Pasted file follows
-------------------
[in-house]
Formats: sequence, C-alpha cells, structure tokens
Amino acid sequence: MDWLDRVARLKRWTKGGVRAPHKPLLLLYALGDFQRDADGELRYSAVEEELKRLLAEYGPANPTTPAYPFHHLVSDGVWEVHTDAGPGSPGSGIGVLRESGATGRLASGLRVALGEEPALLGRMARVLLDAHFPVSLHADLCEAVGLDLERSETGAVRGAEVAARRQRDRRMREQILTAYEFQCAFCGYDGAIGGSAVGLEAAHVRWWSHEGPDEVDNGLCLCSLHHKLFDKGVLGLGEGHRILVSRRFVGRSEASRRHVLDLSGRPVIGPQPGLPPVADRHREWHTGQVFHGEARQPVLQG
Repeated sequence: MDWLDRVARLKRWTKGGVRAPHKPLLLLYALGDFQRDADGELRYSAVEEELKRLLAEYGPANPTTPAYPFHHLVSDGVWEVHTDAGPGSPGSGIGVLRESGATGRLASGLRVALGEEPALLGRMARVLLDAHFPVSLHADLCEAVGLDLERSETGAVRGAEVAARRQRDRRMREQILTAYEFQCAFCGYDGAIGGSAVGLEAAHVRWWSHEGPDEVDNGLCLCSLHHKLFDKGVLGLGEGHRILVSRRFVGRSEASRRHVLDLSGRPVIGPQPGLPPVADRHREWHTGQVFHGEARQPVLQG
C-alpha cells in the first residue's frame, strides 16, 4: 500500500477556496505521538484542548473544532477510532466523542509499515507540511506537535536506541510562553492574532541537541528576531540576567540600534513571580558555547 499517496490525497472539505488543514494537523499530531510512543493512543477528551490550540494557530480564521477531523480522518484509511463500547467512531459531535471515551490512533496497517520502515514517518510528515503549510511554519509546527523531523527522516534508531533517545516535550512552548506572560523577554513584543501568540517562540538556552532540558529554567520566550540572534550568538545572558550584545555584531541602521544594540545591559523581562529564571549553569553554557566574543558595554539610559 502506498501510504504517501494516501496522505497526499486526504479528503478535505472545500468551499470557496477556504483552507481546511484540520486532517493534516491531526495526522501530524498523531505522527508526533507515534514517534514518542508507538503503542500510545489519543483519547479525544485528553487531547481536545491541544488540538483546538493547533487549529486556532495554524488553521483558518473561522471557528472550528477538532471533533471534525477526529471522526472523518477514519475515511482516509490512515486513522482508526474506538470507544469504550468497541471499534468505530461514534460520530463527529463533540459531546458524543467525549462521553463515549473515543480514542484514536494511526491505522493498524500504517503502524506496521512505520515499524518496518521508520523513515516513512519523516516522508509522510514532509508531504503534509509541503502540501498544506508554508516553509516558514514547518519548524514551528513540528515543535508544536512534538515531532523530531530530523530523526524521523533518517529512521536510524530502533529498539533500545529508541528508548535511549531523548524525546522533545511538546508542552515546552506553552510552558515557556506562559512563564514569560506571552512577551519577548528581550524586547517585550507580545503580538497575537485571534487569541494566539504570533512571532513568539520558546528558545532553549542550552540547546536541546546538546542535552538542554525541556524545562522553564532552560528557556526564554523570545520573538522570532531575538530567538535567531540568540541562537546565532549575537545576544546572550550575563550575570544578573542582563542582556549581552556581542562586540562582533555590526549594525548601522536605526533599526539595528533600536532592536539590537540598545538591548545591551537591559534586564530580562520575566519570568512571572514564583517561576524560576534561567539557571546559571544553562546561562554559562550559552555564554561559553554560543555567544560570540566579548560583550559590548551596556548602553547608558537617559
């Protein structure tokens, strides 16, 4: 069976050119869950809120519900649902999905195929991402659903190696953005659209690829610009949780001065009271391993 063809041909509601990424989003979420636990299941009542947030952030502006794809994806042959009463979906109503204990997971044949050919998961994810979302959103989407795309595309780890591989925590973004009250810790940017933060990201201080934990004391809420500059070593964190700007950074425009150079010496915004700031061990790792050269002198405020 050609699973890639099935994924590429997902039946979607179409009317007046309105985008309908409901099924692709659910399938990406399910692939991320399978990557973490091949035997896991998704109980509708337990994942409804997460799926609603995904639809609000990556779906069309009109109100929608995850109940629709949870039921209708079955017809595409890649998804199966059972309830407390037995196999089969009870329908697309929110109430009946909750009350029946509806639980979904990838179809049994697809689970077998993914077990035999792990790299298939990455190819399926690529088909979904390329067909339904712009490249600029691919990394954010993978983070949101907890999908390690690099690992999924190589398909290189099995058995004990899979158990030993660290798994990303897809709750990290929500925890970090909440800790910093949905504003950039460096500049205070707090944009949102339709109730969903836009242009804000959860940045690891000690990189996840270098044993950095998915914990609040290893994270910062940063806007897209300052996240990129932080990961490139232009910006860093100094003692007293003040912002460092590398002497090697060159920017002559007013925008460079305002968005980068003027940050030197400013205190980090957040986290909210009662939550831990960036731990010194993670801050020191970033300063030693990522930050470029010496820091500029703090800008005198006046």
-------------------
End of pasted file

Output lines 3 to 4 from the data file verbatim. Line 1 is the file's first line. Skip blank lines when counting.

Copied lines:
Amino acid sequence: MDWLDRVARLKRWTKGGVRAPHKPLLLLYALGDFQRDADGELRYSAVEEELKRLLAEYGPANPTTPAYPFHHLVSDGVWEVHTDAGPGSPGSGIGVLRESGATGRLASGLRVALGEEPALLGRMARVLLDAHFPVSLHADLCEAVGLDLERSETGAVRGAEVAARRQRDRRMREQILTAYEFQCAFCGYDGAIGGSAVGLEAAHVRWWSHEGPDEVDNGLCLCSLHHKLFDKGVLGLGEGHRILVSRRFVGRSEASRRHVLDLSGRPVIGPQPGLPPVADRHREWHTGQVFHGEARQPVLQG
Repeated sequence: MDWLDRVARLKRWTKGGVRAPHKPLLLLYALGDFQRDADGELRYSAVEEELKRLLAEYGPANPTTPAYPFHHLVSDGVWEVHTDAGPGSPGSGIGVLRESGATGRLASGLRVALGEEPALLGRMARVLLDAHFPVSLHADLCEAVGLDLERSETGAVRGAEVAARRQRDRRMREQILTAYEFQCAFCGYDGAIGGSAVGLEAAHVRWWSHEGPDEVDNGLCLCSLHHKLFDKGVLGLGEGHRILVSRRFVGRSEASRRHVLDLSGRPVIGPQPGLPPVADRHREWHTGQVFHGEARQPVLQG